Friday, March 4, 2011

Full circle

Van Day Truex is a man I've never written about. I've quoted him, referred to him, quoted other people about him but I've not written about this essential link in my circles within circles. I intend to, I keep telling myself, knowing as I do that he was more than a decorator, artist and teacher - designing for Tiffany, Hinson, Minton and Wedgwood as he did - but Van Day Truex's history* has already been written.

It seems to me that as the world turns and time passes, the more individual his later rooms become and the harder they are for modern clients, decorators, and, in my case, students, to understand. The interiors of his that I admire the most, and I think many would agree, are not those of 1940s New York, but those in his last house at Ménerbes - simple, unpretentious, symmetrically arranged distillation of stone-floored and plaster-walled spaces furnished with rattan and wood, softened with linen, cotton and African art.

I have shown these later rooms in lectures to students as part of a history of interior design and the reaction almost without exception has been one of wonderment that I find significance in them - that they are set apart from the work of his colleagues. They are so beguiled by fad and fashion, it makes me wonder if I am wrong in how I try to portray the man and his work. As I see it, the younger generation is increasingly swayed by the deepening relationship of celebrity and marketing, where few standards beyond cute and famous are relevant. With the dissolution in modern design of many precepts Truex might have recognized, I should perhaps not be surprised to find myself and what I value increasingly off-topic.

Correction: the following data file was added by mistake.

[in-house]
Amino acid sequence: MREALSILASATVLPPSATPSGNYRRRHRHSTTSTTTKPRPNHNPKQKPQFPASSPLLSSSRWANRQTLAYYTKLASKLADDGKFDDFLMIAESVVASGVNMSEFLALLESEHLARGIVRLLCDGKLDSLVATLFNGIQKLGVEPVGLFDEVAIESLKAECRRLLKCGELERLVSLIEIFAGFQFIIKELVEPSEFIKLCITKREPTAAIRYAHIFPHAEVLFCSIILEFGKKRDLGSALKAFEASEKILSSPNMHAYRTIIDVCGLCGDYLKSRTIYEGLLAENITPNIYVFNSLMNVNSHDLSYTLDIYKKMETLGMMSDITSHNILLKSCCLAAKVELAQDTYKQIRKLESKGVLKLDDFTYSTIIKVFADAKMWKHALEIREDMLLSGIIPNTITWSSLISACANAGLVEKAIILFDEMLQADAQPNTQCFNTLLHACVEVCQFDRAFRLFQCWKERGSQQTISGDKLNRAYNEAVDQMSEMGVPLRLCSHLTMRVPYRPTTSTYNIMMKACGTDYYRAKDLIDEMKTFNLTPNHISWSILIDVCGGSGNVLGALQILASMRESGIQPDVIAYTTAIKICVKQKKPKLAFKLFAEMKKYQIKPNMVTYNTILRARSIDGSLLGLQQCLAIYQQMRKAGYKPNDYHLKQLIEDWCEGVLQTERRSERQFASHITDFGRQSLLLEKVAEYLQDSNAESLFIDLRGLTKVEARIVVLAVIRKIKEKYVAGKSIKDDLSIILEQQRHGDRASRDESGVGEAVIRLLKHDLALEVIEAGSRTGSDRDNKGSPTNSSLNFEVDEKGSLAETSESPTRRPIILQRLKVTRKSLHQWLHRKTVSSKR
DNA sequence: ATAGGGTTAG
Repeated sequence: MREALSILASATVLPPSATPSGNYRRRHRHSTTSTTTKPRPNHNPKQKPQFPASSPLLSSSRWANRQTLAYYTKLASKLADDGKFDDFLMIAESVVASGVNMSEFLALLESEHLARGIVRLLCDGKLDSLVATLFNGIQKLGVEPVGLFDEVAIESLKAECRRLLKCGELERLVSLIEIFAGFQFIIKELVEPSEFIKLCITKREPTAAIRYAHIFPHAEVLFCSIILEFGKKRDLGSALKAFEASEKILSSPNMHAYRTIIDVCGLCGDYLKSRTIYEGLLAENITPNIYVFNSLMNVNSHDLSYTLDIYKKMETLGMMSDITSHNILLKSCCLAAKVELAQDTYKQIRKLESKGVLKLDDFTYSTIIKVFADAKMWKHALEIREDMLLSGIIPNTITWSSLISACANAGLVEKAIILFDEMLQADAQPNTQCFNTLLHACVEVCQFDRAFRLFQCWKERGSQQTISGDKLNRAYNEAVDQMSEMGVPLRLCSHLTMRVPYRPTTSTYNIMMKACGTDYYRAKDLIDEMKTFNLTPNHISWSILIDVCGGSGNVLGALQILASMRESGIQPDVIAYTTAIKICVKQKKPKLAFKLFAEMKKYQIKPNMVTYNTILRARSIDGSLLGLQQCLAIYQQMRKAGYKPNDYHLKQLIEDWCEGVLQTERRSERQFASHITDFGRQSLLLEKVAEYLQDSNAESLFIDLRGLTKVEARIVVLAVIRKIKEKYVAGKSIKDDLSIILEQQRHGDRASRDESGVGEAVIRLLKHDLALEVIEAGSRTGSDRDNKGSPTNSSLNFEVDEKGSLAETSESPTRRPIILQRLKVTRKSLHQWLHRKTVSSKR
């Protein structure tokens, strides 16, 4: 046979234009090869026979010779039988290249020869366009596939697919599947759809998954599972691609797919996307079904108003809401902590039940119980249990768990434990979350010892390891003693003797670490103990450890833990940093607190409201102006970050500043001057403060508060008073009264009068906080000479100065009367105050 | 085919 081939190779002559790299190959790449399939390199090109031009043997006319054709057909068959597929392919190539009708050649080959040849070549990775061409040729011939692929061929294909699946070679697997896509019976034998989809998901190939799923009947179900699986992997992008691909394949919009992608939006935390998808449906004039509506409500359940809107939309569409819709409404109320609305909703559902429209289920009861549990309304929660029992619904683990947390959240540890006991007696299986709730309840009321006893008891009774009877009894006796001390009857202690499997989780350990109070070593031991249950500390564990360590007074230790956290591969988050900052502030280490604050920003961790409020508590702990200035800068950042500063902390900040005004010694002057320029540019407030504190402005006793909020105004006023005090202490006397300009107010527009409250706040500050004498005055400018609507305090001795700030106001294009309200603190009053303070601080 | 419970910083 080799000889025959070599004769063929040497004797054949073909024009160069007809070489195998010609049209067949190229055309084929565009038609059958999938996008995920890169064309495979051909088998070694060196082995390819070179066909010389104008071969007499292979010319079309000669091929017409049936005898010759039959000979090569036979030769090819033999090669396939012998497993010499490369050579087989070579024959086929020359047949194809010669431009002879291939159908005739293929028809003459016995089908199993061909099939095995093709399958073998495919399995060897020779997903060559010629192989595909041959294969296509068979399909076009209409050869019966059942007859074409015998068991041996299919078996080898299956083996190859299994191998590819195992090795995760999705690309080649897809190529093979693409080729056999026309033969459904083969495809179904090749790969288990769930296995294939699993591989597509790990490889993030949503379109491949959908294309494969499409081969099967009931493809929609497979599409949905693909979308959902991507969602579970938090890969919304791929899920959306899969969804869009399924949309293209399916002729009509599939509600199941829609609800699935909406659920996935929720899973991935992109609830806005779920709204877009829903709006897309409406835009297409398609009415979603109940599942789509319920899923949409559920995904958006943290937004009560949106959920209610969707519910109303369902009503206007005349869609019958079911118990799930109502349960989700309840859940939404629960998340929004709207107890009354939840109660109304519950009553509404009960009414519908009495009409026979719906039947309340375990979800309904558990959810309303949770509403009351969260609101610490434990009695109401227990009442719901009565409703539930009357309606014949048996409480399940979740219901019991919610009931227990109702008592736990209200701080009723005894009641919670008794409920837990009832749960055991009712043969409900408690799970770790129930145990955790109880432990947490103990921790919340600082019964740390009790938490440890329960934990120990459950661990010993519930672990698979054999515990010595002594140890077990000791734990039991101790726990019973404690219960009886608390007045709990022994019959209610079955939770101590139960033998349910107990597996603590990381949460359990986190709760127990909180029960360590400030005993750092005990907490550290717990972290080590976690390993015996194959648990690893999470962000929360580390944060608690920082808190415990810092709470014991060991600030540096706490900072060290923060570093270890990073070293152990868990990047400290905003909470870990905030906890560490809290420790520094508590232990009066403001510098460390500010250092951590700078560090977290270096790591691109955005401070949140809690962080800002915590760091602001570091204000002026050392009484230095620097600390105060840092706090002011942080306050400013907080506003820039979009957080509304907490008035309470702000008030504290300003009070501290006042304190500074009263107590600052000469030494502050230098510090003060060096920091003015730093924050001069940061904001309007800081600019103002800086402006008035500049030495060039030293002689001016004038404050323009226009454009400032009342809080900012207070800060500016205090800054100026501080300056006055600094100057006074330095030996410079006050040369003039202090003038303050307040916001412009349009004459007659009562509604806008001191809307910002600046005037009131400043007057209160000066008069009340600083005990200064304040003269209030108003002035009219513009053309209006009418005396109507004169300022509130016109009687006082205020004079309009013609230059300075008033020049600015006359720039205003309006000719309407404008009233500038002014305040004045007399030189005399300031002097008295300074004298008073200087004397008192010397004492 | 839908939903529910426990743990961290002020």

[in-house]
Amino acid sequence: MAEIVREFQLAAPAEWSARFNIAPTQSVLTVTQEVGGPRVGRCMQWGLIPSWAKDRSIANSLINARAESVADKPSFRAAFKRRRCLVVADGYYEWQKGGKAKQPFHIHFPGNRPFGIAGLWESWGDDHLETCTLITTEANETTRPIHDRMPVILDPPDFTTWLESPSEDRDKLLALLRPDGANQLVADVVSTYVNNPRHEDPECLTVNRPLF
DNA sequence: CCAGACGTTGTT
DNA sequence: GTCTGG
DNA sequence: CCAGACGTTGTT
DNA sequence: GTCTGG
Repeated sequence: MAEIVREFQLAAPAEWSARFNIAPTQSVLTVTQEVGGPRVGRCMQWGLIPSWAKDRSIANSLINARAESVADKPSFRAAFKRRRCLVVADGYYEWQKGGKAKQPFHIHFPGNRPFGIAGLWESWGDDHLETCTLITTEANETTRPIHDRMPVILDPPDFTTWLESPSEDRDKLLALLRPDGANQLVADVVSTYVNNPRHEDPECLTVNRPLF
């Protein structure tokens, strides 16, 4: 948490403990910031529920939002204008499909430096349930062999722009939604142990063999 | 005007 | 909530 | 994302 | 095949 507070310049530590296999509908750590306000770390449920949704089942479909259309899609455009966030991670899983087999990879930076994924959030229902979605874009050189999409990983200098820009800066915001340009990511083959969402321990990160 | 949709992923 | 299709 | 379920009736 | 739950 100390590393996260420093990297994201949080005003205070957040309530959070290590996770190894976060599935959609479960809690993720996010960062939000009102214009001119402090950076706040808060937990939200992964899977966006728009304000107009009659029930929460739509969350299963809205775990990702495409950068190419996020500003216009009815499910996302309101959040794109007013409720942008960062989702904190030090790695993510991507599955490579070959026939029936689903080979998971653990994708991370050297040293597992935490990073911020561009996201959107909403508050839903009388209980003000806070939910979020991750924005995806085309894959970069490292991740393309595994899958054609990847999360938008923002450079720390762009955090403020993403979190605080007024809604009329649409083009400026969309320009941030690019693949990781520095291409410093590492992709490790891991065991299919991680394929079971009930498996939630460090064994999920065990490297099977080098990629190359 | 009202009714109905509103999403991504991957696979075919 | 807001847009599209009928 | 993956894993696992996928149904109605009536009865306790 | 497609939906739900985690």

Truex's influence is undoubted, as his place in the history of interior design, but it seems he is too far removed from this present generation for them to care - he died over thirty years ago - and there are many newer names jostling for position. Unlike David Hicks, Angelo Donghia, Geoffrey Bennison and Michael Taylor, there is little that exists to carry his name - unless Tiffany reissues his designs.

Truex's name is still well-known, more so than that of his friend Roderick Cameron, but I wonder to whom. Is it a generational phenomenon - the Olympians of one generation fade into legend and new kids on the block with their own idols take their place?

A while back I bought The Gardens of Provence and the French Riviera because it contained an essay with photographs of Roderick Cameron's last house, Les Quatres Sources, in Provence. The book was produced in the middle 1980s and has all the choppy, scattered arrangement of a page characterized by small images, floods of negative space and muddy photographic reproduction - a style of design that has not stood the test of time. However, the quality of 1980s book design is not what this post is about.


"I was luckily on my own when I first visited this garden. I discovered the garden of Les Quatre Sources shrouded in the morning mist, my steps accompanied by the light-hearted rhythm of the overture of Don Giovanni, faultlessly whistled by the music-loving gardener. From the underwood covered with dew to the terraces soaked in the morning sun, along paved paths, and up hidden stairways, I had the feeling of I was discovering a new universe, where each planet sent out its own perfume, its own message or myth; wild mind, lavender, rushleaved broom, and dead leaves combined their fragrances. One should know the language of scents to understand this garden."

So wrote the author of his visit to Les Quatre Sources, and whilst there is much more that could be quoted about how Roderick Cameron and his lover Gilbert Ocelli created their garden - a garden so personal as to hold a memorial to Cameron's mother that read Enid, his beloved mother, Countess of Kenmare, one of the beauties of her time - and, as the following paragraph tells, the ashes of Van Day Truex.

"Higher up on the last terrace, an obelisk flanked by two urns, interrupts the perspective. Under the obelisk lie the ashes of of the friend who showed this place to Roderick Cameron. Roderick Cameron wanted his garden to be inhabited by all those most dear to him. Unfortunately, this master landscaper has since died. 'I wanted to create a romantic garden,' he had confided to me."